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Carbon Capture

December 31, 2013

Could injecting greenhouse gases into earth’s crust help curb global warming?



Stashing greenhouse gases underground. I’m Bob Hirshon and this is Science Update.

530px-Carbon_sequestration-2009-10-07LeJean Hardin and Jamie Payne

A schematic of terrestrial and geologic carbon dioxide sequestration. (Credit: LeJean Hardin and Jamie Payne)

One way to slow the release of the greenhouse gas carbon dioxide into the atmosphere is carbon capture sequestration, or ccs. It involves catching CO2 at power plants, compressing it, and injecting it into cavities deep underground. University of Miami doctoral student Caitlin Augustin has developed a computer model to study ccs safety and efficacy.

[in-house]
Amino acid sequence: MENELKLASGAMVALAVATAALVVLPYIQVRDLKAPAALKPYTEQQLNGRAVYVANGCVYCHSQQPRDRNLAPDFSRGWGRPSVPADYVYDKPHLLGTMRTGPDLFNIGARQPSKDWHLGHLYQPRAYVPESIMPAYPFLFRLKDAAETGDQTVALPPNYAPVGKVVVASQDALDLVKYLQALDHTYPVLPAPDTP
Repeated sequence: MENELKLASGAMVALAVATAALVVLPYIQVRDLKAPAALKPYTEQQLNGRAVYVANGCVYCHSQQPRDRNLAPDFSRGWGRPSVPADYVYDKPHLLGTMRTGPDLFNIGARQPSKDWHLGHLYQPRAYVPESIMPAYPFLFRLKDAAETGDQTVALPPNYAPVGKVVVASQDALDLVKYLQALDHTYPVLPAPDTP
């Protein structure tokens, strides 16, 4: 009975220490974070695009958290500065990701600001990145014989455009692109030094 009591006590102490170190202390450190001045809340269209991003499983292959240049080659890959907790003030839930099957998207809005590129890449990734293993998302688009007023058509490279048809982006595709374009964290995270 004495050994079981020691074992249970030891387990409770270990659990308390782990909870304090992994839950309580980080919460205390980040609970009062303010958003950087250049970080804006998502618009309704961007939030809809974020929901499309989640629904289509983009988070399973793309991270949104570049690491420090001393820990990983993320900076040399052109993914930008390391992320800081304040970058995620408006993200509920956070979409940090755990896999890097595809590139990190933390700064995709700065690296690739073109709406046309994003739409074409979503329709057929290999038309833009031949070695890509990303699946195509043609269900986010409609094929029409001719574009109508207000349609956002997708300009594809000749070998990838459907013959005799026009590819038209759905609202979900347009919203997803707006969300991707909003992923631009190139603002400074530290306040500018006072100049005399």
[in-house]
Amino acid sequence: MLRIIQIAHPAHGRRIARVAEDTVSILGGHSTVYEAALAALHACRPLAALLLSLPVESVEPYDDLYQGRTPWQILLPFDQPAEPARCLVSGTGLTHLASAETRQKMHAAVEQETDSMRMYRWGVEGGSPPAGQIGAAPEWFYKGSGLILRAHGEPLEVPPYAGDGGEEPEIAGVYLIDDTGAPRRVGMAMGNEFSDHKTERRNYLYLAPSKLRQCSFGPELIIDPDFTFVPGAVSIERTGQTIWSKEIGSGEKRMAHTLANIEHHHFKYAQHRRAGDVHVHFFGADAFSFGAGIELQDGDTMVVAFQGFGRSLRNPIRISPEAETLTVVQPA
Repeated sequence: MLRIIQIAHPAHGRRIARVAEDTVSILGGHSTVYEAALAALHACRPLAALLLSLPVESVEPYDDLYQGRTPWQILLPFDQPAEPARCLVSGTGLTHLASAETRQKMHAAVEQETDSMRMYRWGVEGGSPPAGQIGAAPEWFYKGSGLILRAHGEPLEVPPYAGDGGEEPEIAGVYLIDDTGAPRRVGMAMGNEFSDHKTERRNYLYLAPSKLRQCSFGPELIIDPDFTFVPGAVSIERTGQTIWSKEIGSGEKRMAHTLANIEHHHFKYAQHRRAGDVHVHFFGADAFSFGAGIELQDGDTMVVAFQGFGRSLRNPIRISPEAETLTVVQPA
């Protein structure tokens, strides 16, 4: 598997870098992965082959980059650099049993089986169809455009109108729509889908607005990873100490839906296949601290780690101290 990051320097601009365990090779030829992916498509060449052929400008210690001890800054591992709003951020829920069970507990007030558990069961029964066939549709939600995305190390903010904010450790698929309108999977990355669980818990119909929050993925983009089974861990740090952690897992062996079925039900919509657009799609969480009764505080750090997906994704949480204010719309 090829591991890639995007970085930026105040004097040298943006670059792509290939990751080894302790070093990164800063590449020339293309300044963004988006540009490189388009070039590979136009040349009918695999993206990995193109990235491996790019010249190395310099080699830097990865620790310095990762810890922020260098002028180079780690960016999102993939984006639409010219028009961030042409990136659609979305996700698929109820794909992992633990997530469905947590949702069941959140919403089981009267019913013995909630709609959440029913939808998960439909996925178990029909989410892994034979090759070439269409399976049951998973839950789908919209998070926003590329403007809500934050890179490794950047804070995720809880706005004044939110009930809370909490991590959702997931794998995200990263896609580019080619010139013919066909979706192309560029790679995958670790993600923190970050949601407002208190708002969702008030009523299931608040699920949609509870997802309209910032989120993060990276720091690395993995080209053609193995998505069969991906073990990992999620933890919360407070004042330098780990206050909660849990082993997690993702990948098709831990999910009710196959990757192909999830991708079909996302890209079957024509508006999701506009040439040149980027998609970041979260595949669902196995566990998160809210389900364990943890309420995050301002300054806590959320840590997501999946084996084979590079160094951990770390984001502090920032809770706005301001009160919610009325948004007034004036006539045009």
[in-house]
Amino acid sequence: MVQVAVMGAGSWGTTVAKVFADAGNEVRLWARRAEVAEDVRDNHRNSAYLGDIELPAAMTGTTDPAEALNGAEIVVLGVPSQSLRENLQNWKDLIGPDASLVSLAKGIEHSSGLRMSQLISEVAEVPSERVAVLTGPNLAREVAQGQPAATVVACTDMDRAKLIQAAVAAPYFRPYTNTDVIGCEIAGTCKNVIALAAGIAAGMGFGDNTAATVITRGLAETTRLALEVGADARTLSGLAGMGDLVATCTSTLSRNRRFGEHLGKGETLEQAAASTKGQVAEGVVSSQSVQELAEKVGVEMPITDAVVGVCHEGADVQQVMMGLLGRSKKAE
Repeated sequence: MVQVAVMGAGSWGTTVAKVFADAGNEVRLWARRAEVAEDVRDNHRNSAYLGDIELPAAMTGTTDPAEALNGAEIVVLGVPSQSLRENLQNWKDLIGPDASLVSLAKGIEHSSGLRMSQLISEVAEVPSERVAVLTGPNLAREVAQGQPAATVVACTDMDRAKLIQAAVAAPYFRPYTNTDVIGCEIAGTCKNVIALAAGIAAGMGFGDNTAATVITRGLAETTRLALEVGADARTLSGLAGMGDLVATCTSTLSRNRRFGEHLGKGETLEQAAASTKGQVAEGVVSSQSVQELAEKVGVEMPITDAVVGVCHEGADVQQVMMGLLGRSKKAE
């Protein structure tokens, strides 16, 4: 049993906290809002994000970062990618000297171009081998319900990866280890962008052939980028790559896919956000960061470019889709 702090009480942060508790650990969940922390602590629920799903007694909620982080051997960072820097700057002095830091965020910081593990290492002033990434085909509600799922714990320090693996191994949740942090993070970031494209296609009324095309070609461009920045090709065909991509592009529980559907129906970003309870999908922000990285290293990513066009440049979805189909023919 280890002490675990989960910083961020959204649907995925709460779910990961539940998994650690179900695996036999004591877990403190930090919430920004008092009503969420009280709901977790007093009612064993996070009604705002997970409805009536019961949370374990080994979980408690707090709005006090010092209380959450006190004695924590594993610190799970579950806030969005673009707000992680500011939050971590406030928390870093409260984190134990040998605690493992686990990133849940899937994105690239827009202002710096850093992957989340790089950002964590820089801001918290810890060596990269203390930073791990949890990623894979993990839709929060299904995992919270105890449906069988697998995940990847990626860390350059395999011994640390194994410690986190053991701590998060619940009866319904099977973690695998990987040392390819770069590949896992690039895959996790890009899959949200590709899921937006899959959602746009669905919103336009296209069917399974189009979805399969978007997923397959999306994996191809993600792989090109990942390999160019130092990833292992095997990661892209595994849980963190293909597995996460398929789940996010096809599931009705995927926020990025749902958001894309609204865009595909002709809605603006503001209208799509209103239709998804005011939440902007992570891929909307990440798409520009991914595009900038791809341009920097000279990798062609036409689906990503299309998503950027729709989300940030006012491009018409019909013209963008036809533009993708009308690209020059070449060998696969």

CAITLIN AUGUSTIN (University of Miami):

So I put in what is the structural geology, what are the materials that this reservoir is built on, how much are we going to inject over a period of time, do we know the seismic activity there? And I can use that to build a site-specific risk assessment.


The goal of the research is to provide the information needed to draft laws in the use of CCS to insure that it’s safe and effective. I’m Bob Hirshon, for AAAS, the science society.